Crimean Karaites hail Russian takeover

800-strong quasi-Jewish minority hopes Moscow rule over peninsula will help preserve its centuries-old culture

A Karaite house of worship in Yevpatoria in Crimea (Wikimedia Commons/JTA)
A Karaite house of worship in Yevpatoria in Crimea (Wikimedia Commons/JTA)

BAKHCHYSARAY (AFP) — Crimea’s tiny 800-strong Karaite minority — Turkic-speaking, not entirely Jewish and overwhelmingly pro-Russian — hopes that Moscow’s takeover of the peninsula will help them preserve their ancient culture.

Indigenous to Crimea, the Turkic speakers are adherents of Karaism, a branch of Judaism. They revere the Old Testament but reject the Talmud, the oral Judaic tradition.

Hidden in the middle of a dense oak forest is the ancestral cemetery of Crimean Karaites: 7,000 ancient limestone graves, some covered with moss or lichen, some with still visible Hebrew inscriptions.

“This is a sacred place for us. People come here on pilgrimage,” said Anna Polkanova, a member of the Karaite community who studies the group’s history.

As she approached the cemetery that she said is “2,000 years old,” Polkanova covered her henna-dyed hair with a traditional wool headscarf and launched into a tale of Karaites’ olden times.

“We do not define ourselves as Jews,” said Polkanova, stressing that her people are culturally distinct and not to be confused with other followers of Karaism who live in eastern European countries such as Poland or Lithuania.

To protect themselves from anti-Semitic laws in imperial Russia, the Crimean Karaites intentionally distanced themselves from Judaism in the 19th century –- a move that also helped them escape persecution during Nazi occupation in World War II.

Svetlana Shergene, a tiny and energetic 74-year-old, is among the few people in Crimea’s main city of Simferopol who still attend Karaite services on Saturday mornings.

Sitting in her pink living room full of old family photos and ceramic knickknacks, Shergene said she prays twice a day as her religion requires. The cover of the green prayer book in her hands reads: “Saturday Prayers of the Crimean Karaites.”

“It is essential to maintain our traditions,” said the retired pharmacist who now spends her time making bead-covered Karaite hats or traditional dishes like kybyny — small pies with a meat filling.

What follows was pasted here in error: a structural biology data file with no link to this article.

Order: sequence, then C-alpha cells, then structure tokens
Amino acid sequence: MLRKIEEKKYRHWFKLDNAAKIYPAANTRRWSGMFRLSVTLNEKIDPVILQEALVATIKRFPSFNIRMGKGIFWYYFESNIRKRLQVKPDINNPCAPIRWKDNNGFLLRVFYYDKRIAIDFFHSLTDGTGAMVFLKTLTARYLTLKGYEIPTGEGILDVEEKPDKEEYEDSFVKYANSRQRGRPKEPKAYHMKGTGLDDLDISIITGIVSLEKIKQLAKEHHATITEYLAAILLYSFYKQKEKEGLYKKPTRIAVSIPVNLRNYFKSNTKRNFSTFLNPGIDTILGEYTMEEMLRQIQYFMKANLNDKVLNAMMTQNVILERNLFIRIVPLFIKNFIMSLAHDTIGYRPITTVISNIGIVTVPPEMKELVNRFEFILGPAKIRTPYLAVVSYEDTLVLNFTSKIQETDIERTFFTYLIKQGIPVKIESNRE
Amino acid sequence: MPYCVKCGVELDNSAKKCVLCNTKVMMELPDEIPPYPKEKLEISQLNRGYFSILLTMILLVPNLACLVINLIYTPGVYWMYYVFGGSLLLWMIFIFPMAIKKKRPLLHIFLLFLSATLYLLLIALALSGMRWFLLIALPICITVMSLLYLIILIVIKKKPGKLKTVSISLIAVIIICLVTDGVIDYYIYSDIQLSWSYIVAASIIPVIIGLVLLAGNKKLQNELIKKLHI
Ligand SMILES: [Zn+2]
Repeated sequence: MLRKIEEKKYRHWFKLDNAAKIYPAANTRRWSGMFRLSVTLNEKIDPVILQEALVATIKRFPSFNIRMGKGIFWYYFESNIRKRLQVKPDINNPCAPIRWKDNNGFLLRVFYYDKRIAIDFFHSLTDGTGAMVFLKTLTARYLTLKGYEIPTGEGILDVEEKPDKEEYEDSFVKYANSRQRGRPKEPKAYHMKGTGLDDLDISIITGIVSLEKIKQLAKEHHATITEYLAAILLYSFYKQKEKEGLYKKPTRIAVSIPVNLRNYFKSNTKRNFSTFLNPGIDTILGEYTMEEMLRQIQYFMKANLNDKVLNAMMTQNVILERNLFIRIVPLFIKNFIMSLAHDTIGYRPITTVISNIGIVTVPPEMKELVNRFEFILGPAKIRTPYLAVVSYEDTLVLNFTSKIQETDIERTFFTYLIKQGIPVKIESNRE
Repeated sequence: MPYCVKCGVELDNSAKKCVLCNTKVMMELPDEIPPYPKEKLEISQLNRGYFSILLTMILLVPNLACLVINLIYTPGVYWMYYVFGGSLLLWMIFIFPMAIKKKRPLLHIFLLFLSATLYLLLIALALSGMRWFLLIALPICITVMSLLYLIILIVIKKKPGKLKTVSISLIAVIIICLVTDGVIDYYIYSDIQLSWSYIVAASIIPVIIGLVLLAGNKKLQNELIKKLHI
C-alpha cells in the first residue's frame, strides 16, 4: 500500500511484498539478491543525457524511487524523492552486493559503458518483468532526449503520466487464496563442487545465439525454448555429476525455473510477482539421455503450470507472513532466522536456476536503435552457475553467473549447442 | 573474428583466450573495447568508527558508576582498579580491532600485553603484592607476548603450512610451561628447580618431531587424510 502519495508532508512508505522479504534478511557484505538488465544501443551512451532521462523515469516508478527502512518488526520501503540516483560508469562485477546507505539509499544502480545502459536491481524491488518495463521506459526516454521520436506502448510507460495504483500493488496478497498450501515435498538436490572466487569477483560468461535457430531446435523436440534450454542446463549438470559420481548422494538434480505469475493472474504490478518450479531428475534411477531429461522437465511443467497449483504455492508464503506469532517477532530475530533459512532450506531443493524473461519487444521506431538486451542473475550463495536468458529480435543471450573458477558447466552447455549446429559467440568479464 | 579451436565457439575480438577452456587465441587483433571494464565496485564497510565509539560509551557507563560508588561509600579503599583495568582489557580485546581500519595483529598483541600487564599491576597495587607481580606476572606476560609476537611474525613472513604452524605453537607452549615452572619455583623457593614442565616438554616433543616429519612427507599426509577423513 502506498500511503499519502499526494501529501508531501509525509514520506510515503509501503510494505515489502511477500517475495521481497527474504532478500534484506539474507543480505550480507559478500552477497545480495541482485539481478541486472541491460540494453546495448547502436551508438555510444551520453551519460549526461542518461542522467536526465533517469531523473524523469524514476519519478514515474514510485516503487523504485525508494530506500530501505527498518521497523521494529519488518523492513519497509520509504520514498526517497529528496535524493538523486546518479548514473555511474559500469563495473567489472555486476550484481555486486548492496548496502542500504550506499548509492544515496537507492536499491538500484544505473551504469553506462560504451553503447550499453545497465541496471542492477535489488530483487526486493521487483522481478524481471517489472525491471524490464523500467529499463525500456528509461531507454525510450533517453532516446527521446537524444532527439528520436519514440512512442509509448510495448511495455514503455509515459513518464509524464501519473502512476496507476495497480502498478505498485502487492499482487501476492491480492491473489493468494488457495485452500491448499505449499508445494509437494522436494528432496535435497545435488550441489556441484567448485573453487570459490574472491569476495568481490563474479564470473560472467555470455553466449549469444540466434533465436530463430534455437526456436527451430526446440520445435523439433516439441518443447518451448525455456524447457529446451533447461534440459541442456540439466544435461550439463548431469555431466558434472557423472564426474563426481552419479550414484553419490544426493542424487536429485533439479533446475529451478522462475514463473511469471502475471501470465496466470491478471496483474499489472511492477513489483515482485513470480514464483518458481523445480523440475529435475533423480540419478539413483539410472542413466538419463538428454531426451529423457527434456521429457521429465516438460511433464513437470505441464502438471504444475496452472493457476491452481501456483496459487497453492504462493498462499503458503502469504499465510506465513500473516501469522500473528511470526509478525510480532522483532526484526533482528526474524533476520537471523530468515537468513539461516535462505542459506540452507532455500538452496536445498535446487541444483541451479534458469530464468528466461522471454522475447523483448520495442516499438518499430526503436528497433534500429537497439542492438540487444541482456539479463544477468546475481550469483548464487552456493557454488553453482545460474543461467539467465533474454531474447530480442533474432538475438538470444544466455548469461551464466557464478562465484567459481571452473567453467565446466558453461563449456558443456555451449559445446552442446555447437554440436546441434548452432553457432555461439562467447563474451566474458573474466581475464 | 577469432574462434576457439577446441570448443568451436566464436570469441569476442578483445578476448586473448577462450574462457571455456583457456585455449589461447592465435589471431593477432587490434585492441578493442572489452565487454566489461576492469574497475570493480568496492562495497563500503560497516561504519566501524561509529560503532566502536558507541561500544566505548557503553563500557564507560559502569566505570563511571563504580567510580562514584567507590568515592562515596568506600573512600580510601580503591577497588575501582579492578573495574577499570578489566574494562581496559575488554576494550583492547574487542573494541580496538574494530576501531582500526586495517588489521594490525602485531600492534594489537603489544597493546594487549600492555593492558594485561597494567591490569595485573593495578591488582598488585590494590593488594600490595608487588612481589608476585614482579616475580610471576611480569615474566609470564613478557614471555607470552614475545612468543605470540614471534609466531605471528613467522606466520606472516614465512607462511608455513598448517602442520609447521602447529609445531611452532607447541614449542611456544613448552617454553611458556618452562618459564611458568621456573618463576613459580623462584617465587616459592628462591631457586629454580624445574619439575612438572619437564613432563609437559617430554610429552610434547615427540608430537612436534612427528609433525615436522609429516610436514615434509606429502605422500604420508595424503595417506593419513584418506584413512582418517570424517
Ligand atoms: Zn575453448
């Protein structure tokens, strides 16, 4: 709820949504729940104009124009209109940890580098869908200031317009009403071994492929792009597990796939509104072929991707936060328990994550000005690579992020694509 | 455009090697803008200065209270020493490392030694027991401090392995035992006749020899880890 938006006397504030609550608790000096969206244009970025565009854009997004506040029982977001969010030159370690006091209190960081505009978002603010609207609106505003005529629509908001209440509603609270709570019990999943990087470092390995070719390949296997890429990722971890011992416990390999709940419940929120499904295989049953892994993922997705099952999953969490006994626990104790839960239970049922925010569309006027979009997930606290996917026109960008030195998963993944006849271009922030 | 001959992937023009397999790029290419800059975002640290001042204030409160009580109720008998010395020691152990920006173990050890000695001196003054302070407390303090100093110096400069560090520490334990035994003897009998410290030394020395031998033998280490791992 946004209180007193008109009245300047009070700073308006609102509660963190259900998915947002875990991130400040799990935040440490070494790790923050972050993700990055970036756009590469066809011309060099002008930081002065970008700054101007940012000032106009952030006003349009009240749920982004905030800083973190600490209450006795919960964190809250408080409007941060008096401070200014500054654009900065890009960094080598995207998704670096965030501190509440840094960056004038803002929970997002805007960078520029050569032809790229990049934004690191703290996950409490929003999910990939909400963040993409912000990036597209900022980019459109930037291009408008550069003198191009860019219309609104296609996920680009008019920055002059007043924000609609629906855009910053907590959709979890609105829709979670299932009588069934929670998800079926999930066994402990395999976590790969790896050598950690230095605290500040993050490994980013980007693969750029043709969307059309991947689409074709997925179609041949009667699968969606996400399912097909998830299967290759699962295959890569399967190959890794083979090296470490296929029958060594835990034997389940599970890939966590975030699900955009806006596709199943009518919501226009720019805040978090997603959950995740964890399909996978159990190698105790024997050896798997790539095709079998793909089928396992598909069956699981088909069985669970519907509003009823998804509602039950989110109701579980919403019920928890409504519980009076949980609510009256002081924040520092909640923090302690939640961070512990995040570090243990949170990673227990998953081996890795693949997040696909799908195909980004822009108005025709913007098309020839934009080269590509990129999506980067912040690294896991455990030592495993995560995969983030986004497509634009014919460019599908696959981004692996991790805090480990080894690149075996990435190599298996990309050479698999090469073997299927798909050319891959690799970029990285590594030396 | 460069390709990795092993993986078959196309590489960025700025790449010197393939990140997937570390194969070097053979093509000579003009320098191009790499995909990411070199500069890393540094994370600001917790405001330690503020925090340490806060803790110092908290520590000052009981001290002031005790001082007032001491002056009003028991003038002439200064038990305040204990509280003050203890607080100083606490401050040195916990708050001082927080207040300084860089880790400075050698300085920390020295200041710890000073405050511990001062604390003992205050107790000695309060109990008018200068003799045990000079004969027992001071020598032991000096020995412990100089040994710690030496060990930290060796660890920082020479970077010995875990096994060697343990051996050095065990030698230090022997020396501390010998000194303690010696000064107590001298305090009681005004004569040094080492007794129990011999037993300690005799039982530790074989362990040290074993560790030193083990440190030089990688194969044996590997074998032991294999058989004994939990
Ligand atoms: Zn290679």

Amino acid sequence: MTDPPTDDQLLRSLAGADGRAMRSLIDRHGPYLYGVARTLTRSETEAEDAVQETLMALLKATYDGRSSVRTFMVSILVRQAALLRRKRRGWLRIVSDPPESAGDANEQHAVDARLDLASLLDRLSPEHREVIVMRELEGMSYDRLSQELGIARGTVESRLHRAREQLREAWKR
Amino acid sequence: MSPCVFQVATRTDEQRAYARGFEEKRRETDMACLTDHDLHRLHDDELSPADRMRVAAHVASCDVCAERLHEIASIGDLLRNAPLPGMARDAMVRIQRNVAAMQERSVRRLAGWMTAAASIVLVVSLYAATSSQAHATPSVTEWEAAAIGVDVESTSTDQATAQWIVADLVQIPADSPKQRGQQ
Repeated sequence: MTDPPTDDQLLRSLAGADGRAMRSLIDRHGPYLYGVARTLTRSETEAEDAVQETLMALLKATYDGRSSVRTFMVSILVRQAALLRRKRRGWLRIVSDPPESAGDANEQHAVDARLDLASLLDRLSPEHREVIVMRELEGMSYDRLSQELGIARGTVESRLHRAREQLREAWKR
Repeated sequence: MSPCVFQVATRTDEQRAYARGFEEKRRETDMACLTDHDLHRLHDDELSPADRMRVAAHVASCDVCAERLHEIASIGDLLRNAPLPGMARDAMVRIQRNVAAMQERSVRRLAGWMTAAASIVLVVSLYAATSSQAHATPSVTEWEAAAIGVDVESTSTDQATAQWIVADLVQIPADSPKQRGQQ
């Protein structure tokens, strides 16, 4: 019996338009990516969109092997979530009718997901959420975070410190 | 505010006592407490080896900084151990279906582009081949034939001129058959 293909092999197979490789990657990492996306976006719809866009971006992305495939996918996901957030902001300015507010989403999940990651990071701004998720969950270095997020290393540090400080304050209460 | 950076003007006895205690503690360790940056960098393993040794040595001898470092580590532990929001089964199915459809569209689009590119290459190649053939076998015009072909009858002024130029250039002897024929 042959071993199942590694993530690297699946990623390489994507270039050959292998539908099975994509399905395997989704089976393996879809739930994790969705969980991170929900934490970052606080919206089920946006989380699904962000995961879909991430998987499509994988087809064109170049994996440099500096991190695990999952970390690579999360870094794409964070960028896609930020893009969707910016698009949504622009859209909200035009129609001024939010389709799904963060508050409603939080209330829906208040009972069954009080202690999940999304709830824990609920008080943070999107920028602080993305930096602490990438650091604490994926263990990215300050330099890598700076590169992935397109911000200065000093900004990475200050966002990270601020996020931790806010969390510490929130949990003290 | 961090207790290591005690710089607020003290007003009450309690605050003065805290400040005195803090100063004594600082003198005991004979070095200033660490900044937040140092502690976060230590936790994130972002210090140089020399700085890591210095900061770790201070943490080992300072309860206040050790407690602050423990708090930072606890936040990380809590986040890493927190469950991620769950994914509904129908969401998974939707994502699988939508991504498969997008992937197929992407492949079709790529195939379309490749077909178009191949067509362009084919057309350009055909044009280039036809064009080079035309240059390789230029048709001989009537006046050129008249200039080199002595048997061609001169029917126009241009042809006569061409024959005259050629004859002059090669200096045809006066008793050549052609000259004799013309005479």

The congregation –- now mostly elderly people –- is forced to gather in a school building as there is no Karaite temple in Simferopol, Shergene lamented.

A Karaite synagogue, or kenassa, is typically a two-storey building, with one floor designated for men, the other for women, which the faithful may enter only after washing their hands and faces and removing their shoes.

Only two kenassas remain in Crimea — one in Yevpatoria, another in Chufut-Kale (a “Jewish fortress” in Turkish), an ancient cave fortress near Bakhchysaray. The others were taken over by the authorities under Soviet rule.

The Star of David was replaced with a communist red star on the facade of the former Simferopol kenassa, an ornate 19th-century building that housed a local television station in the Soviet era.

“Look at that, the kenassa has not been renovated since it was built!” said Vladimir Ormeli, the president of the Association of Crimean Karaites, pointing at its chipped walls.

On behalf of his community, Ormeli has long tried to reclaim the Karaite cemetery, the kenassas and the Chufut-Kale fortress from the Ukrainian authorities.

“But we’ve got nothing, only promises,” Ormeli said.

This is why the Crimean Karaites have welcomed the new Russian rule in the peninsula.

“Most of us are hopeful,” Ormeli said, claiming that his people are “closer to Russian, rather than Ukrainian culture.”

The Soviet rule is to blame for the near disappearance of the Karaim language which is closely related to that of Crimean Tatars, a Muslim minority whom the Soviet dictator Joseph Stalin forcibly deported from Crimea in 1944.

Ormeli — who himself cannot speak Karaim — said his grandmother did not know the Russian language but avoided using her mother tongue publicly as she feared being taken for a Tatar and deported.

Today only around a dozen people can still speak Karaim fluently.

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